Time for contractors to get up-to-speed with BIM
It is important for contractors to know what BIM means, as they have a key role in the construction supply chain. However a research indicates that only one in six firms are "fully ready". This is why, actions have been taken to help contractors get up-to-speed with BIM.
Increasing the understanding of the basics of BIM in the building services sector could enable a stronger supply chain, as Bill Wright, Head of Energy Solutions at the ECA outlines…
Research from the ECA last autumn, conducted with partners including CIBSE and BSRIA, found that just one in six firms in the building services sector were ‘fully ready’ to use BIM (Building Information Modelling) on construction projects.
In fact, one in four contractors said they were ‘not ready at all’ for BIM, despite a government-mandated deadline for its use on all major central government contracts from April this year.
The situation was even more of concern among small and medium-sized firms, with over half of SME respondents stating they were ‘not ready at all’ to use BIM. This raised the possibility of many SMEs being inadvertently frozen out of competing for a share of tens of billions of pounds of Whitehall-backed procurement.
BIM cannot work properly if the specialist supply chain is not ready, and readiness starts with an understanding of what the likely interactions with BIM projects will be.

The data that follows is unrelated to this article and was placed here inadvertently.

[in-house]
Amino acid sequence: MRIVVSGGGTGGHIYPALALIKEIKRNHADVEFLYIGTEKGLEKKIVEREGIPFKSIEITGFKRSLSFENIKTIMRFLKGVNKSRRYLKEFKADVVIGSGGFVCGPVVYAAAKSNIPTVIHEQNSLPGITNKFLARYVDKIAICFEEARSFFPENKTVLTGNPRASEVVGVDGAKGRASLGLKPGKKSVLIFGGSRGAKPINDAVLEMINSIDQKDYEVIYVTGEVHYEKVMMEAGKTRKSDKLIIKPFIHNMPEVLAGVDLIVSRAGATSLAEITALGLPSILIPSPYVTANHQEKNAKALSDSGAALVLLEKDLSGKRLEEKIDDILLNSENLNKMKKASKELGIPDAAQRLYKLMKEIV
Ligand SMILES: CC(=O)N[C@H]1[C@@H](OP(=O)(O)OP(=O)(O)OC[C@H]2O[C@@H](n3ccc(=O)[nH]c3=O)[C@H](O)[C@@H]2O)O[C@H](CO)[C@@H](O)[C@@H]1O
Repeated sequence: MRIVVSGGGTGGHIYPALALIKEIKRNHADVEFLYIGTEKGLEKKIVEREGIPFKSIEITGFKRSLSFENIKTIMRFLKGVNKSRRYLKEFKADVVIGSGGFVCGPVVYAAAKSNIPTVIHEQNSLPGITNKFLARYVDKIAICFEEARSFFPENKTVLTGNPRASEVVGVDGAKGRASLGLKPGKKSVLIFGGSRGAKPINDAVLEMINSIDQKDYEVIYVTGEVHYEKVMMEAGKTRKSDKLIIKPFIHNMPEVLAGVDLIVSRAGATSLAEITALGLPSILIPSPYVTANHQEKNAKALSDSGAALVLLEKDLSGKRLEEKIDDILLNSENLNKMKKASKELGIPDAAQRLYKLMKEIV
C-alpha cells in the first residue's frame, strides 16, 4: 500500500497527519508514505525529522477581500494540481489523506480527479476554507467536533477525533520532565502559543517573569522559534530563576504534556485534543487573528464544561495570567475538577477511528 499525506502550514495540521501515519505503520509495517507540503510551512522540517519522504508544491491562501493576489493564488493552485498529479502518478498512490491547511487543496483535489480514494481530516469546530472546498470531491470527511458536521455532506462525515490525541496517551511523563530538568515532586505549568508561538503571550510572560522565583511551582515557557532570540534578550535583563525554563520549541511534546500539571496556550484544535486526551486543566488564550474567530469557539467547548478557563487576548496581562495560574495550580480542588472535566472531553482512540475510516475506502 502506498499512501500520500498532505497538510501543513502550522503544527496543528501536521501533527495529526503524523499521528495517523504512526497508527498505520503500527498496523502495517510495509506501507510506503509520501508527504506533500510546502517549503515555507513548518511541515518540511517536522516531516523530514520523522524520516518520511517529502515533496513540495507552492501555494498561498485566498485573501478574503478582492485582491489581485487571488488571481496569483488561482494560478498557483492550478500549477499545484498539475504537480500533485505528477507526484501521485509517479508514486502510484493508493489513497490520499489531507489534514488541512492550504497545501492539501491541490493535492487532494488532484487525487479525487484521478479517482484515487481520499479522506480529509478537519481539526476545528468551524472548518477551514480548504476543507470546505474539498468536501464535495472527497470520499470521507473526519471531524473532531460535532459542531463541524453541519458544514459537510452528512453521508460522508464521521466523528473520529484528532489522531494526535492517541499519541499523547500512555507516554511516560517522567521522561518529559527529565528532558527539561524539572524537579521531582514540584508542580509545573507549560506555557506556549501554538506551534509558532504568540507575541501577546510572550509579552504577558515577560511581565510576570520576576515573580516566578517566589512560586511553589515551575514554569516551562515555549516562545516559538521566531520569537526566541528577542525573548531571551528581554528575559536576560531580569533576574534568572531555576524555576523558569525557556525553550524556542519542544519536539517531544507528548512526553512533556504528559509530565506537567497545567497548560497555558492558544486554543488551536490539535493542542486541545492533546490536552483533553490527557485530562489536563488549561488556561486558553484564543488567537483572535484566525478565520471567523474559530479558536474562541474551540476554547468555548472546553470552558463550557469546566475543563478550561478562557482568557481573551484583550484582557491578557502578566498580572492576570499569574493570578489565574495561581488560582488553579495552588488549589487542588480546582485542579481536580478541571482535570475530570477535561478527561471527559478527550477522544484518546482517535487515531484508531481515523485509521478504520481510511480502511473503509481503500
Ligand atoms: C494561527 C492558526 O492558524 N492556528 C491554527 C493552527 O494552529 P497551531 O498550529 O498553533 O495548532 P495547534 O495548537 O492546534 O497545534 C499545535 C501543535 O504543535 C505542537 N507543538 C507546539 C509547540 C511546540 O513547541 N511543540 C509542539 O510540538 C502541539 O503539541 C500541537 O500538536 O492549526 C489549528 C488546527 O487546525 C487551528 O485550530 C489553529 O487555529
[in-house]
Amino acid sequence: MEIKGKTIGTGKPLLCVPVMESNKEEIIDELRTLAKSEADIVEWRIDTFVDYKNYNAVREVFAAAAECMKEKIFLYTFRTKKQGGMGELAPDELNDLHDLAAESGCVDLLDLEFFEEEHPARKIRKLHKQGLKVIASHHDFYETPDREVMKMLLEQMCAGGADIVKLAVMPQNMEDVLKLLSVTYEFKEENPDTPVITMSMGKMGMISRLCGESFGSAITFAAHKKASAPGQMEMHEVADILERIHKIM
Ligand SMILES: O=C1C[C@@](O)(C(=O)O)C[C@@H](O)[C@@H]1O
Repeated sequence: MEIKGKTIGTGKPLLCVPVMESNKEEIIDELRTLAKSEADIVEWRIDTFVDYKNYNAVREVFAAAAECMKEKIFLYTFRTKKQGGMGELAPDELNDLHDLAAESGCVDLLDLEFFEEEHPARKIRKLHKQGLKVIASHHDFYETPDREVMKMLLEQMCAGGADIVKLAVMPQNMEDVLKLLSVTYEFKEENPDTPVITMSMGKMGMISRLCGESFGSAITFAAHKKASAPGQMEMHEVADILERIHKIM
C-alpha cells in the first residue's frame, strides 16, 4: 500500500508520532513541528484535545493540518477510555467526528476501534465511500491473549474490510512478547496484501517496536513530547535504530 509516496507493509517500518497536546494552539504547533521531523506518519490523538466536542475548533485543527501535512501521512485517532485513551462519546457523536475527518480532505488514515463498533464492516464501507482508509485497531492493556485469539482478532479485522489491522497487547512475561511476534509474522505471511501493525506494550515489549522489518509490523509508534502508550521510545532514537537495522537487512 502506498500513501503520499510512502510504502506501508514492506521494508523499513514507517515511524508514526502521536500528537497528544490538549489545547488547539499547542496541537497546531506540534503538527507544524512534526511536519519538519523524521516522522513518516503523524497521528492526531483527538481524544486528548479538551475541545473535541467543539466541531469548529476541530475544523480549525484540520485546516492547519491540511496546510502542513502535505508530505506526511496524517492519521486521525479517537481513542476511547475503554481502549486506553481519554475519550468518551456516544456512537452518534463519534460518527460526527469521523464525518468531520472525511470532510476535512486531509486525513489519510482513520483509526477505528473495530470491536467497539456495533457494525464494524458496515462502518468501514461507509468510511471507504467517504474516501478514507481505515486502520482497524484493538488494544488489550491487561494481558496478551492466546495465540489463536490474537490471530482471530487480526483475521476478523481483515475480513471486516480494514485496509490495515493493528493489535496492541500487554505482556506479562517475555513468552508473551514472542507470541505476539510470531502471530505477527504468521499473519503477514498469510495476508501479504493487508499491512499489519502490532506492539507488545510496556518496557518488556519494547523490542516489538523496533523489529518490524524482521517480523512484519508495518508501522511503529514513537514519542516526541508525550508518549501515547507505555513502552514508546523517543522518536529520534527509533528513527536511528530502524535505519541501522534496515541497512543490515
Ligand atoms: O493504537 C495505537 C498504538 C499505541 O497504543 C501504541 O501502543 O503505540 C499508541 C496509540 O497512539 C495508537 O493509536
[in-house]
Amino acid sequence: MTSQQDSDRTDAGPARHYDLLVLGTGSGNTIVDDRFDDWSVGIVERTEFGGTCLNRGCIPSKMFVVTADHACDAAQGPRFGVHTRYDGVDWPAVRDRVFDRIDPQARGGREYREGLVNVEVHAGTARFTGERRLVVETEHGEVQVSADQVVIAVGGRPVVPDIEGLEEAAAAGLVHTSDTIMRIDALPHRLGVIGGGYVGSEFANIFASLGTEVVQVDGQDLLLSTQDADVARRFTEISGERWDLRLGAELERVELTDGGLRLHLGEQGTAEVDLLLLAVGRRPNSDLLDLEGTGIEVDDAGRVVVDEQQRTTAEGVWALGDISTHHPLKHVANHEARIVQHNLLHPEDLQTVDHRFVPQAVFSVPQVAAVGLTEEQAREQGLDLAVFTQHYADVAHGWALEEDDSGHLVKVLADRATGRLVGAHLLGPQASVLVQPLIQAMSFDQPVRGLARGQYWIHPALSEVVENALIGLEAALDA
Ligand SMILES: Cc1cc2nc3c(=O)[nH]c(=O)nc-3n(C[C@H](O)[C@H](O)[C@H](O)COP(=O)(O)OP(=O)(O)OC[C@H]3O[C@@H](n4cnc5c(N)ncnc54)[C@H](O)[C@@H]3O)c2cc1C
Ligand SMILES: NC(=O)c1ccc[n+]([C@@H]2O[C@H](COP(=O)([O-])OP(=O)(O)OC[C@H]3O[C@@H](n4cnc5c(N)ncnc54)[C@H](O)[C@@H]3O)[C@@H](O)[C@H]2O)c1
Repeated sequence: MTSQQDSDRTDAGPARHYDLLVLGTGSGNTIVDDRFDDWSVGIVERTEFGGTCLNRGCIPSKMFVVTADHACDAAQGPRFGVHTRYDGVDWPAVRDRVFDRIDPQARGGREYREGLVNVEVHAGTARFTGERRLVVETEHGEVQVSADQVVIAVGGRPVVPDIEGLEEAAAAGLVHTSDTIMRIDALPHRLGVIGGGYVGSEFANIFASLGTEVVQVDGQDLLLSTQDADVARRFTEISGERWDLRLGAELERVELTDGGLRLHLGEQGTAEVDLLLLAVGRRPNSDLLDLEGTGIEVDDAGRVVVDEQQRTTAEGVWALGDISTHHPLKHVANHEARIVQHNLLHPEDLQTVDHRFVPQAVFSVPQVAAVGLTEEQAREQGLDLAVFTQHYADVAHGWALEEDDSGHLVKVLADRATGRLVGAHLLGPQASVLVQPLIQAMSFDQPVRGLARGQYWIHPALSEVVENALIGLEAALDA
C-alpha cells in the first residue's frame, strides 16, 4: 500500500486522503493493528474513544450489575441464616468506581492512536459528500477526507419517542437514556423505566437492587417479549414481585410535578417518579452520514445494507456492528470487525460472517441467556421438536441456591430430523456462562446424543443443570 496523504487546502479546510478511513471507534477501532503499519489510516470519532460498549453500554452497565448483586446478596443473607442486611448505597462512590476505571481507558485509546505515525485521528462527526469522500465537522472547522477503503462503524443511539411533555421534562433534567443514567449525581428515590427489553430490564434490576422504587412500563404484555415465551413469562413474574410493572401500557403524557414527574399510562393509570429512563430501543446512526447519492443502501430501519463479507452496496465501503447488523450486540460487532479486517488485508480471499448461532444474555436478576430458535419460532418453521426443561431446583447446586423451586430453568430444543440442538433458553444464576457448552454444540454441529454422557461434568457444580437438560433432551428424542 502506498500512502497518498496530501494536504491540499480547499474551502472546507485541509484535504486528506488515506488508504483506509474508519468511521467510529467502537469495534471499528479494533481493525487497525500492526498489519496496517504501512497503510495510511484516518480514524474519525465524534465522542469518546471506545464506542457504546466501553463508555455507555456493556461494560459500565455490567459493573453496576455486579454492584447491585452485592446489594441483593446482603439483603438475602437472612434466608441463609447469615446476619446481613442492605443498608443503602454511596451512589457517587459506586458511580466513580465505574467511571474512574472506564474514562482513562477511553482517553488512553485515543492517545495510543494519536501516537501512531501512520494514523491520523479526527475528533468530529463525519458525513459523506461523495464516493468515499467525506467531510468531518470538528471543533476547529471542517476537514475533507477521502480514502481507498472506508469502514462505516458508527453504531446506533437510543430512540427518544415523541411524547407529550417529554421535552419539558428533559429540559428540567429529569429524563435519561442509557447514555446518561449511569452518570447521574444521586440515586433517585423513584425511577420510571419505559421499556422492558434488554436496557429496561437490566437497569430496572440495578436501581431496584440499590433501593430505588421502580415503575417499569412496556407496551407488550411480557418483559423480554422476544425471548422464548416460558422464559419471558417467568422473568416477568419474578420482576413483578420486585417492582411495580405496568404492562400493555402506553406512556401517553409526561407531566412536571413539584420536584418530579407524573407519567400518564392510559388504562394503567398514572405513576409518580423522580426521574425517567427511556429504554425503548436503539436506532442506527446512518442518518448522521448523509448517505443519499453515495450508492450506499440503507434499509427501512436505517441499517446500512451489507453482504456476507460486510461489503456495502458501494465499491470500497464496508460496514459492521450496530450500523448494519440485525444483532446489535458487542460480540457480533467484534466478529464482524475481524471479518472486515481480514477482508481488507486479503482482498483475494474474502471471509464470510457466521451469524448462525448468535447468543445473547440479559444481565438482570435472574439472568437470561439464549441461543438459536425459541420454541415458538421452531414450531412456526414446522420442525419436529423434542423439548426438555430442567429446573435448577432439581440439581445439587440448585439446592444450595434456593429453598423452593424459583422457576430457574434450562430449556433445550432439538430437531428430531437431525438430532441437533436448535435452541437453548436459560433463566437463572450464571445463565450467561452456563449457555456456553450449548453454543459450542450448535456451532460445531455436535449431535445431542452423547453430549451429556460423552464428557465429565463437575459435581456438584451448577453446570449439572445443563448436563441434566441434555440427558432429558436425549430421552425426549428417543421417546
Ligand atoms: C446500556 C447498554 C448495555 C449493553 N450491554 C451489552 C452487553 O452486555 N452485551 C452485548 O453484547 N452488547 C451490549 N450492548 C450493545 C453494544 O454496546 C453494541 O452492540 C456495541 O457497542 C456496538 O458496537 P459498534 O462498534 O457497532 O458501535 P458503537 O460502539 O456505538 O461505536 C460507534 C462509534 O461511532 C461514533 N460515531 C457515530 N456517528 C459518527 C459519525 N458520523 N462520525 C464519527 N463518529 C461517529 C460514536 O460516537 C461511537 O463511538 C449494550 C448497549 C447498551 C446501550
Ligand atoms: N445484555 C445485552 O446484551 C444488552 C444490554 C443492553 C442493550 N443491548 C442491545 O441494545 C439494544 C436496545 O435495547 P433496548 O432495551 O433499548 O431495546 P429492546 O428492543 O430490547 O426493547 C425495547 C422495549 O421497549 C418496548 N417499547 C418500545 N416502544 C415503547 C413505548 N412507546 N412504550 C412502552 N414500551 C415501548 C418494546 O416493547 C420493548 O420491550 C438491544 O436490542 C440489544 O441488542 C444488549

When the results came out, the ECA pledged to undertake an action plan to help the building services sector get up-to-speed with the new requirements, which included:
* Releasing a ‘BIM Basics’ checklist, to help firms ensure they are prepared for BIM Level 2;
* Creating a ‘BIM jargon buster’, to help firms navigate through the maze of BIM terminology and acronyms and work out what BIM means;
* Developing case studies to broaden the understanding of what it takes to engage with a BIM project.
Along with CIBSE, the ECA has now made the BIM Basics checklist freely available for anyone in the industry to refer to. It contains recommendations for those who will have a relatively minor, perhaps lower tier role in BIM in four key areas – capability and skills, processes, software and hardware, and digital information.
However, not all contractors need the same level of ‘BIM capability’ – this depends on their actual role in projects. The ECA has also produced a more advanced checklist, covering a broader range of BIM capabilities, which in addition to the ‘BIM jargon buster’, is exclusively available to ECA members. While for many contractors there is a long way to go, we believe that these initial steps detailed in our checklist will help building engineering services firms to get up-to-speed with the use of BIM Level 2. Ultimately, the use of BIM has the potential to radically improve collaboration and efficiency within our sector.